Cases of COVID-19 are extremely rare among people who are fully vaccinated, according to a new data analysis by the Centers for Disease Control and Prevention.
Among more than 75 million fully vaccinated people in the US, just around 5,800 people reported a “breakthrough” infection, in which they became infected with the pandemic coronavirus despite being fully vaccinated.
The numbers suggest that breakthroughs occur at the teeny rate of less than 0.008 percent of fully vaccinated people—and that over 99.992 percent of those vaccinated have not contracted a SARS-CoV-2 infection.
The figures come from a nationwide database that the CDC set up to keep track of breakthrough infections and monitor for any concerning signs that the breakthroughs may be clustering by patient demographics, geographic location, time since vaccination, vaccine type, or vaccine lot number. The agency will also be keeping a close eye on any breakthrough infections that are caused by SARS-CoV-2 variants, some of which have been shown to knock back vaccine efficacy.
So far, the vaccines appear to be highly effective and working as expected, according to the CDC’s analysis—which the agency provided to Ars via email.
The vast majority of people in the US have been vaccinated with one of the mRNA vaccines, made by Moderna and Pfizer-BioNTech, which both had around 95 percent efficacy in Phase III clinical trials. Less than five percent of people in the US have received the Johnson & Johnson adenovirus-based vaccine, which had a slightly lower efficacy of 72 percent in the US.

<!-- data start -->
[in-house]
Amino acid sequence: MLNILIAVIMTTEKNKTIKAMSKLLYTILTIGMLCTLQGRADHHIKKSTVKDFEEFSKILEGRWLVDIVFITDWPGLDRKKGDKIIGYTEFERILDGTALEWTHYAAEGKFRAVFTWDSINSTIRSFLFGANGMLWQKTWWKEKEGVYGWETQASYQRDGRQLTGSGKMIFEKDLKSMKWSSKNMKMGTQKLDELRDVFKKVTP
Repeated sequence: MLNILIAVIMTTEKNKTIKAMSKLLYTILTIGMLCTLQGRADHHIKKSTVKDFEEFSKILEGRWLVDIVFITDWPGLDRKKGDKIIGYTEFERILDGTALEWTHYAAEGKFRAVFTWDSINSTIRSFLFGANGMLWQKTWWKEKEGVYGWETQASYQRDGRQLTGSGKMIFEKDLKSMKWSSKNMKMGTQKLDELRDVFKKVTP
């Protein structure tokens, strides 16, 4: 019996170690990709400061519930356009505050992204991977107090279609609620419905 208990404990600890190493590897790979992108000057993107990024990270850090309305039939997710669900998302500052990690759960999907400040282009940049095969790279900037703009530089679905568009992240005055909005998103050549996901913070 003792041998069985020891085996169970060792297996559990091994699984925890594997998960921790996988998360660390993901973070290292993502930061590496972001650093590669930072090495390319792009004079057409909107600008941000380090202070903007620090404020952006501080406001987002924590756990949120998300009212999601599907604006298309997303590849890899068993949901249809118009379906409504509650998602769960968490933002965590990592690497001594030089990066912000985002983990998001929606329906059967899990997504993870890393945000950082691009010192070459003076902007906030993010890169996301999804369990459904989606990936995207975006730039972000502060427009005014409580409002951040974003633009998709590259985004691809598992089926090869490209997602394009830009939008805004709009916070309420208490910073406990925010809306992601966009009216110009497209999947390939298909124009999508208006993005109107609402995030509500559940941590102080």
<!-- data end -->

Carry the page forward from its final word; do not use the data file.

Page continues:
The extraordinary calculation that 99.992 percent of vaccinated people have not contracted the virus may reflect that they all simply have not been exposed to the virus since being vaccinated. Also, there’s likely cases missed in reporting. Still, the data is a heartening sign.
“COVID-19 vaccines are effective and are a critical tool to bring the pandemic under control,” the agency said in its email. “To date, no unexpected patterns have been identified in case demographics or vaccine characteristics.”
Keep masking up for now
Many of the breakthroughs occurred in older people, who are well-known to be more vulnerable to COVID-19. More than 40 percent were in people ages 60 and above. However, the agency noted that there were breakthrough infections scattered through every age group that is currently eligible for vaccination.
“We see [breakthroughs] with all vaccines,” top infectious disease expert Anthony Fauci said in a press briefing earlier this week. “No vaccine is 100 percent efficacious or effective, which means that you will always see breakthrough infections regardless of the efficacy of your vaccine.”
Vaccines can fail in some people because of a variety of factors, including immune status, health status, age, and medications they’re on. There’s also the possibility that something went wrong with the vaccines themselves, such as improper storage, delivery, or composition, Fauci explained.
“However,” Fauci added, “even if a vaccine fails to protect against infection, it often protects against serious disease.” He highlighted the case of the 2019-2020 flu vaccine, which was only bout 39 percent effective. Despite this, and the fact that only about 52 percent of people got their immunization, the vaccine was estimated to have prevented 105,000 flu hospitalizations and 6,300 flu deaths.
In the CDC’s data on breakthrough COVID-19 infections, the agency found that 29 percent of the infections were asymptomatic. Only seven percent of the 5,800 breakthrough cases resulted in hospitalization and there were only 74 deaths. That suggests the death rate among breakthrough cases is around one percent and, among all fully vaccinated people, around 0.0001 percent.
Though the risk is small, there is still risk. The CDC emphasized that everyone should get vaccinated when its their turn and, once vaccinated, should continue following health precautions for now, such as “wearing a mask, staying at least 6 feet apart from others, avoiding crowds and poorly ventilated spaces, and washing their hands often.”